Hits a little different now.
These decisions led to Ford having to decrease tyre pressures from 30psi to 26psi to reduce the cars likelihood of rolling over. As the car was still likely to roll in a hard turn, Ford then decided to make the roof out of thinner metal, like bloody tissue paper it was. The roof had absolutely no strength at all and made the car as safe as a convertable in a rollover. That decision to reduce tyre pressures led to the Firestone tyres to overheat and disintegrate at high speeds. Coupled with Firestone's own issues, worker strikes, corner cutting and new management (now owned by Bridgestone), the firm was providing Ford below quality products. One for every 2,700 Explorers (1990 - 2001) rolled and killed at least one person in the car. In the next 10 years of release, Ford would settle more than $1 billion of personal injury claims. 

There is evidence to suggest that both companies were privy but its extraordinary Ford would allow themselves to repeat what they had fifteen years earlier.

4. The Smoky Lada Samara

I feel sorry for Lada, sorry because their last Russian made and designed car released in the west was met with ridicule and disdain. 

Yeah but at what cost?
When it came to Australia, it first had to be gutted and modified so it legally met Australian vehicle codes and could be sold in showrooms. Even so, the car remained woefully unreliable and fell apart. Over in Europe, the vehicle was laughed at by the English motoring press who asserted the only positive of the vehicle is that you could “stand out from the crowd,” the car had appalling build quality and driving dynamic and was “crude in every aspect”. Reviewers at the time struggled to find anything positive to mention about the vehicle as even the paintwork differed in finishes on adjacent panels, panel gaps were huge, and the side decals were peeling and had air bubbles beneath. The engines were grossly underpowered and harped back to a time when Stalin was dictator and people starved through famine. Despite the Stone Age engineering, poor build quality, ponderous handling the car still wasn’t all that cheap. The Skoda Favorit at the time was the same price and yet it was better in every way from ride, handling, build quality, reliability and so on. The Samara was left in the dust by the Skoda and it's perhaps why today Skoda continues to be sold whereas Lada is really only available in the second world.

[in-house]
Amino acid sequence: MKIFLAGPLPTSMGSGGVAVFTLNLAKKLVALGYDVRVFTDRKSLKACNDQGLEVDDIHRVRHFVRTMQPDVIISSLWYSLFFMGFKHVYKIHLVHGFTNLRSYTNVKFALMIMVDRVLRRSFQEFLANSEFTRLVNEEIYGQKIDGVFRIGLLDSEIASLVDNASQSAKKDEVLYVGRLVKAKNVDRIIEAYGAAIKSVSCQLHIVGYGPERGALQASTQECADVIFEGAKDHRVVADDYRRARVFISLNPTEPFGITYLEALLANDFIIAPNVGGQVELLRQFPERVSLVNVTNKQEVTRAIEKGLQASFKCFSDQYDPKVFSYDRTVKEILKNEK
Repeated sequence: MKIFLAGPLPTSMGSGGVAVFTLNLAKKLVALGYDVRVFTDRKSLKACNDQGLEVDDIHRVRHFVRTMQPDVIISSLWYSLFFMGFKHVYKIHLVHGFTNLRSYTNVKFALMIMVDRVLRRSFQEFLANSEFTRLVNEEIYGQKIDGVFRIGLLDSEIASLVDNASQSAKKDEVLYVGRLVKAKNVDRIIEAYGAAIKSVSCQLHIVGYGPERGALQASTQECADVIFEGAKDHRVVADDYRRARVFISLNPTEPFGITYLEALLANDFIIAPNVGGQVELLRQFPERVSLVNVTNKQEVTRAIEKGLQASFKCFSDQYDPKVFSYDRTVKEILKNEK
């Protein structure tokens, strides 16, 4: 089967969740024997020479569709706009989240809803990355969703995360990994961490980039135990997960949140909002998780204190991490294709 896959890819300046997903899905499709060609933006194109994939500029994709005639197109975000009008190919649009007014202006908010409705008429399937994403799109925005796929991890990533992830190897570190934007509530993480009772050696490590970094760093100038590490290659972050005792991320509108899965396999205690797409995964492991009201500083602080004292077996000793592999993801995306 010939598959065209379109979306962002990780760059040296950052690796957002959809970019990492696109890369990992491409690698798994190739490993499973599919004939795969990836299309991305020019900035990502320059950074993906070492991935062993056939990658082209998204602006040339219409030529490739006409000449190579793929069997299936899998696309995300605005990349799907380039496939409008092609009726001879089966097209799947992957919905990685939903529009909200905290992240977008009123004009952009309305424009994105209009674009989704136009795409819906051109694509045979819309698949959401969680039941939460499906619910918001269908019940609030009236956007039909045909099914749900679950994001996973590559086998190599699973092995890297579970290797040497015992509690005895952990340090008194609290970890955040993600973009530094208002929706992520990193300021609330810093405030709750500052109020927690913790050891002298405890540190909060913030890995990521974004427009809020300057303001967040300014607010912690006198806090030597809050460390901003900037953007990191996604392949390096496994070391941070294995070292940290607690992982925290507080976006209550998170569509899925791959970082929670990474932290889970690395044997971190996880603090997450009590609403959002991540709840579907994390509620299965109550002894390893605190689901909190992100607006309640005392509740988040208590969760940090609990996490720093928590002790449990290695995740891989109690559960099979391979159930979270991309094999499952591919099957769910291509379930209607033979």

5. The Messy Maserati Quattroporte

With Maserati as the nameplate, you would assume the vehicle would be quite reasonable but this was not so. The car was riddled with reliability and quality issues, it really was a mess. The car was also very expensive, it was similarly sized to a BMW 5 Series and had similarly powered engines but cost twice as much, with the company asserting that you’re paying for heritage and a name that means something. I have no idea what that something was, perhaps they were referring to the car being a recycle of the last, having engines with all the refinement and smoothness of a prison warden, all wrapped up in a vehicle that looked as if it was put together by heroin addict in the midst of a detox. The car was slower, more expensive, and smaller than the BMW M5 or Audi S6 of the period whilst offering nothing more than its competitors thus the vehicle sold very poorly. 

Throughout its life the car only sold 2,400 units, to put that into perspective the Ferrari F360 sold over 16,000 vehicles over its life despite costing substantially more than the Maserati.

Video Written by Luis Burgos AND 
Video Edited & Article Summary above by VLACO (Alex)